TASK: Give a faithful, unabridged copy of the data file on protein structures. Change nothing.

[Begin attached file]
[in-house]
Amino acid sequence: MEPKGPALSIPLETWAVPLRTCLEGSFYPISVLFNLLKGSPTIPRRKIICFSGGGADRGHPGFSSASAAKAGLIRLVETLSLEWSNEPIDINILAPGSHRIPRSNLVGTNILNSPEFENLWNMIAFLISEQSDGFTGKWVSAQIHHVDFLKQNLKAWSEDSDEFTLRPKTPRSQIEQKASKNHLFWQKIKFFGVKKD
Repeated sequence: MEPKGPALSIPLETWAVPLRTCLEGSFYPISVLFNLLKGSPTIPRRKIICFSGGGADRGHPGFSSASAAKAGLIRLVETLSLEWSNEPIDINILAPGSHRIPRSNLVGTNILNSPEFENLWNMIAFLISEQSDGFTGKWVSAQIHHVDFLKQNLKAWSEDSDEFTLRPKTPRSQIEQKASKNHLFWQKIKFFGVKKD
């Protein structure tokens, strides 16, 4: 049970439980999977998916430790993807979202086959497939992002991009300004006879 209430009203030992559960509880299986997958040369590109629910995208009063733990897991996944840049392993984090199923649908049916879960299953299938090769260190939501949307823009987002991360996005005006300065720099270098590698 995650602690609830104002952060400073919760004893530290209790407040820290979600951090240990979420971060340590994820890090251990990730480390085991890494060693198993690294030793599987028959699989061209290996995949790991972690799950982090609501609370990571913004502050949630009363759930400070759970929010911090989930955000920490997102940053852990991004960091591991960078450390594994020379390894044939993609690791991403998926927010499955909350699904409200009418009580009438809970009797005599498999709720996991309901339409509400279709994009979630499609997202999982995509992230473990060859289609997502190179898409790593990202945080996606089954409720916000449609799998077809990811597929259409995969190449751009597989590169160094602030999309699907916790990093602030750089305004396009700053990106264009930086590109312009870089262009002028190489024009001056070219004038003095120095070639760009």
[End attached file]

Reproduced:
[in-house]
Amino acid sequence: MEPKGPALSIPLETWAVPLRTCLEGSFYPISVLFNLLKGSPTIPRRKIICFSGGGADRGHPGFSSASAAKAGLIRLVETLSLEWSNEPIDINILAPGSHRIPRSNLVGTNILNSPEFENLWNMIAFLISEQSDGFTGKWVSAQIHHVDFLKQNLKAWSEDSDEFTLRPKTPRSQIEQKASKNHLFWQKIKFFGVKKD
Repeated sequence: MEPKGPALSIPLETWAVPLRTCLEGSFYPISVLFNLLKGSPTIPRRKIICFSGGGADRGHPGFSSASAAKAGLIRLVETLSLEWSNEPIDINILAPGSHRIPRSNLVGTNILNSPEFENLWNMIAFLISEQSDGFTGKWVSAQIHHVDFLKQNLKAWSEDSDEFTLRPKTPRSQIEQKASKNHLFWQKIKFFGVKKD
């Protein structure tokens, strides 16, 4: 049970439980999977998916430790993807979202086959497939992002991009300004006879 209430009203030992559960509880299986997958040369590109629910995208009063733990897991996944840049392993984090199923649908049916879960299953299938090769260190939501949307823009987002991360996005005006300065720099270098590698 995650602690609830104002952060400073919760004893530290209790407040820290979600951090240990979420971060340590994820890090251990990730480390085991890494060693198993690294030793599987028959699989061209290996995949790991972690799950982090609501609370990571913004502050949630009363759930400070759970929010911090989930955000920490997102940053852990991004960091591991960078450390594994020379390894044939993609690791991403998926927010499955909350699904409200009418009580009438809970009797005599498999709720996991309901339409509400279709994009979630499609997202999982995509992230473990060859289609997502190179898409790593990202945080996606089954409720916000449609799998077809990811597929259409995969190449751009597989590169160094602030999309699907916790990093602030750089305004396009700053990106264009930086590109312009870089262009002028190489024009001056070219004038003095120095070639760009």